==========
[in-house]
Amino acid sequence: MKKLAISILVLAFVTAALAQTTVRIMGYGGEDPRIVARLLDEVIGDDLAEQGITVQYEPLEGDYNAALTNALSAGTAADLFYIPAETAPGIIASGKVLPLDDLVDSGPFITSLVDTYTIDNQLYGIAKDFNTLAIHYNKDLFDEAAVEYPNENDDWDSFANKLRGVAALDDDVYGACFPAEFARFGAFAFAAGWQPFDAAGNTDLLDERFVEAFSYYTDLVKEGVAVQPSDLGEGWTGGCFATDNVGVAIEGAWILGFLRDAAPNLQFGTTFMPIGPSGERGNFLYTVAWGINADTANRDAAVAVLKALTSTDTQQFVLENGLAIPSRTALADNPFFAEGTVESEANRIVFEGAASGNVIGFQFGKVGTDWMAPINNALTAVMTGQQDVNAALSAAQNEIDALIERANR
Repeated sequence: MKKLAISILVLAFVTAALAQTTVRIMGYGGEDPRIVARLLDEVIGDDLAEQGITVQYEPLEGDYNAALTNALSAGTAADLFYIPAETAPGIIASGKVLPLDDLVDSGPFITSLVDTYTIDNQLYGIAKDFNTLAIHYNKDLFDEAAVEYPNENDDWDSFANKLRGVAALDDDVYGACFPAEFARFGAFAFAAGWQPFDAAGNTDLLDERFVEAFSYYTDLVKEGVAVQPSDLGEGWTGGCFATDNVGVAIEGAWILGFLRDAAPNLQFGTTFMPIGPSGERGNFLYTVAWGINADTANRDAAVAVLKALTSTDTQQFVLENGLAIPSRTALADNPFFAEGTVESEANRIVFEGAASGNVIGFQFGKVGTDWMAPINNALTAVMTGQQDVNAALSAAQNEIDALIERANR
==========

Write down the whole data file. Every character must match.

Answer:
[in-house]
Amino acid sequence: MKKLAISILVLAFVTAALAQTTVRIMGYGGEDPRIVARLLDEVIGDDLAEQGITVQYEPLEGDYNAALTNALSAGTAADLFYIPAETAPGIIASGKVLPLDDLVDSGPFITSLVDTYTIDNQLYGIAKDFNTLAIHYNKDLFDEAAVEYPNENDDWDSFANKLRGVAALDDDVYGACFPAEFARFGAFAFAAGWQPFDAAGNTDLLDERFVEAFSYYTDLVKEGVAVQPSDLGEGWTGGCFATDNVGVAIEGAWILGFLRDAAPNLQFGTTFMPIGPSGERGNFLYTVAWGINADTANRDAAVAVLKALTSTDTQQFVLENGLAIPSRTALADNPFFAEGTVESEANRIVFEGAASGNVIGFQFGKVGTDWMAPINNALTAVMTGQQDVNAALSAAQNEIDALIERANR
Repeated sequence: MKKLAISILVLAFVTAALAQTTVRIMGYGGEDPRIVARLLDEVIGDDLAEQGITVQYEPLEGDYNAALTNALSAGTAADLFYIPAETAPGIIASGKVLPLDDLVDSGPFITSLVDTYTIDNQLYGIAKDFNTLAIHYNKDLFDEAAVEYPNENDDWDSFANKLRGVAALDDDVYGACFPAEFARFGAFAFAAGWQPFDAAGNTDLLDERFVEAFSYYTDLVKEGVAVQPSDLGEGWTGGCFATDNVGVAIEGAWILGFLRDAAPNLQFGTTFMPIGPSGERGNFLYTVAWGINADTANRDAAVAVLKALTSTDTQQFVLENGLAIPSRTALADNPFFAEGTVESEANRIVFEGAASGNVIGFQFGKVGTDWMAPINNALTAVMTGQQDVNAALSAAQNEIDALIERANR